December 27, 2008

On Artists and Lonliness


I was thinking random thoughts, perhaps not really thinking anything at all, when a rather concrete question randomly formulated itself, namely: am I more or less lonely than other artists? And then: are contemporary artists, as a type, particularly lonely? And then: is there any documentation on the relative loneliness, or lack of loneliness, of contemporary artists? These didn’t seem, to me at least, to be particularly engaging or timely questions to be posing but my mind hovered around them for a few brief moments and I recalled something I had read in the book Artistic Research – theories, methods and practices by Mika Hannula, Juha Suorant and Tere Vaden:

Following Rorty (1991), the question indeed is: what communities and traditions does the person undertaking artistic research belong to? The sad thing is that sometimes we are happy with the context where we find ourselves – and yet again sometimes not. The politics of the everyday – and how we can cope with it – is how we specifically handle this conflict. But Rorty continues. The other decisive question is: What is our approach to loneliness? We cannot underestimate or despise such a question. It is useless to claim that one would enjoy one’s existence maximally only if and when one is alone. Despite the journey and need to make decisions, the question is about being in the world, about the pressures and needs stemming from this and how this relationship is carried out.

I have often said that one of the things art can still do, and perhaps the thing it still does best, is help us formulate what we believe in and therefore concurrently allow us to form alliances, and perhaps even communities, with those who have similar compulsions and beliefs. If there is a work of art I like I naturally begin to think about why exactly it is that I like it. This leads me to think what questions and positions the work of art expresses that resonate with my more general world view, allowing me to further clarify what it is that I actually think and why. When I meet others who like the same work of art we have a point of departure for a discussion about values. It might turn out that we like the same work of art for completely different reasons. And these differences once again allow us to clarify what might be meaningful to us.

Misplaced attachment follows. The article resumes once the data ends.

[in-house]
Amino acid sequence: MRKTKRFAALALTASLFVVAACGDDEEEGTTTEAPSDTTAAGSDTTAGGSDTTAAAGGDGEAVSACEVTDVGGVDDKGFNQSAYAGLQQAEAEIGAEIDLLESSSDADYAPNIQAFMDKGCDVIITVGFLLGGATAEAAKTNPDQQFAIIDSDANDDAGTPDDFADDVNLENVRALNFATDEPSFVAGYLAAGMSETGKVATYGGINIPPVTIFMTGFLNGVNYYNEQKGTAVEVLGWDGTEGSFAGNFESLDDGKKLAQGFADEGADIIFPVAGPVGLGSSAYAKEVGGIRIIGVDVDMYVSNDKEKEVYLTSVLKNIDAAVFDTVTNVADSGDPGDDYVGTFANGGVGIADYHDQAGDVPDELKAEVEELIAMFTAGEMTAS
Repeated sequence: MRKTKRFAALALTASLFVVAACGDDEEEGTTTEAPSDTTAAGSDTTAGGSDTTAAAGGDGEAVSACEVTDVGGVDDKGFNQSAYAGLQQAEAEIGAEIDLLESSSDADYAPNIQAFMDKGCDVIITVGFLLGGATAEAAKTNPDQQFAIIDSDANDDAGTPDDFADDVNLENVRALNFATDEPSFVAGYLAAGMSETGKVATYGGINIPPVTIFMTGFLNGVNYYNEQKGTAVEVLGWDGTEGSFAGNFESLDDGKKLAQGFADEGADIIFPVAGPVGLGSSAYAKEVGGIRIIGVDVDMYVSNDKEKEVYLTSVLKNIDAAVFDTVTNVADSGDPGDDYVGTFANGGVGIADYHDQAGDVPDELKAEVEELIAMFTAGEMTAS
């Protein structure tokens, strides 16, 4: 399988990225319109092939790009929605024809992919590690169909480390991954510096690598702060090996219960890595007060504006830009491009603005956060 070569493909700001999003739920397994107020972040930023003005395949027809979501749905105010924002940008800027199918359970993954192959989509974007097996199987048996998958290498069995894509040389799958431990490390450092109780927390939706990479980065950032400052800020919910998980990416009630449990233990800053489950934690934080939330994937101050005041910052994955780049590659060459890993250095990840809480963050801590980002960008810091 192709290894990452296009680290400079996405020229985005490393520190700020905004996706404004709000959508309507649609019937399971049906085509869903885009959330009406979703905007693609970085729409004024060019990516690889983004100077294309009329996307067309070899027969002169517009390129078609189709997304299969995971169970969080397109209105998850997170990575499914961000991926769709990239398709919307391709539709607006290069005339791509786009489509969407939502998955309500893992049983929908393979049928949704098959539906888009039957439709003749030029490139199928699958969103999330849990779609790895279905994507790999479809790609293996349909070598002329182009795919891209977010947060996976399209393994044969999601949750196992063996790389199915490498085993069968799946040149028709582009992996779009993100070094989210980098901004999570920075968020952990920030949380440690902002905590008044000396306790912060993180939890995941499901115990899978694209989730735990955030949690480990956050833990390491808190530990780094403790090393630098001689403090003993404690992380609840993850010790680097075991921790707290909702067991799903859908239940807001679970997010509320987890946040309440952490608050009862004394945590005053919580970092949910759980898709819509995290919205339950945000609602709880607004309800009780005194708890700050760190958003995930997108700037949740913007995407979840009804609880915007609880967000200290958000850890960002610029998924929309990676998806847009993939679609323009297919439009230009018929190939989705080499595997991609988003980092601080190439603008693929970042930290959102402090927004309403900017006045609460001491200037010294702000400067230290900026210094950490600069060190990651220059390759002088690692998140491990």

In an art culture of hyper-plurality, such alliances at times seem few and far between.



1 comment:

I Mate said...

It's fine to initiate an event for people to 'come together'. but if there is no exploration of the ethics of an 'encounter', then it's like never starting a fire. for people to really share and touch each other there needs to be friction, and friction comes with one being vulnerable.

Your work should explore its psychological dimension if it should claim to fulfill its mandate.

-i mate